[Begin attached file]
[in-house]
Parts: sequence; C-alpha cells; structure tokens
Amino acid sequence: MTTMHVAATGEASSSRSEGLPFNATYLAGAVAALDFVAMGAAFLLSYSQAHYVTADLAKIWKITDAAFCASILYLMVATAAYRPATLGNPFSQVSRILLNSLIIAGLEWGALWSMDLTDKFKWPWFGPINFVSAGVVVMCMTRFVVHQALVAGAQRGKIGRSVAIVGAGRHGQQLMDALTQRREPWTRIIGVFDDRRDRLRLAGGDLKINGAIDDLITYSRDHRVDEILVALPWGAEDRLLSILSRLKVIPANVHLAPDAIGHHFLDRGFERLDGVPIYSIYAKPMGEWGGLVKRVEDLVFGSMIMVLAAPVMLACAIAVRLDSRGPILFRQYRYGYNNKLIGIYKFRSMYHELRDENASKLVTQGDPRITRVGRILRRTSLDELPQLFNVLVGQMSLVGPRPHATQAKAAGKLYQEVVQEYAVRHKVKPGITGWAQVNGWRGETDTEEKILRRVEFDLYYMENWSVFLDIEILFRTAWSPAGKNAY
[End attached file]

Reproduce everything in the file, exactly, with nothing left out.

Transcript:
[in-house]
Parts: sequence; C-alpha cells; structure tokens
Amino acid sequence: MTTMHVAATGEASSSRSEGLPFNATYLAGAVAALDFVAMGAAFLLSYSQAHYVTADLAKIWKITDAAFCASILYLMVATAAYRPATLGNPFSQVSRILLNSLIIAGLEWGALWSMDLTDKFKWPWFGPINFVSAGVVVMCMTRFVVHQALVAGAQRGKIGRSVAIVGAGRHGQQLMDALTQRREPWTRIIGVFDDRRDRLRLAGGDLKINGAIDDLITYSRDHRVDEILVALPWGAEDRLLSILSRLKVIPANVHLAPDAIGHHFLDRGFERLDGVPIYSIYAKPMGEWGGLVKRVEDLVFGSMIMVLAAPVMLACAIAVRLDSRGPILFRQYRYGYNNKLIGIYKFRSMYHELRDENASKLVTQGDPRITRVGRILRRTSLDELPQLFNVLVGQMSLVGPRPHATQAKAAGKLYQEVVQEYAVRHKVKPGITGWAQVNGWRGETDTEEKILRRVEFDLYYMENWSVFLDIEILFRTAWSPAGKNAY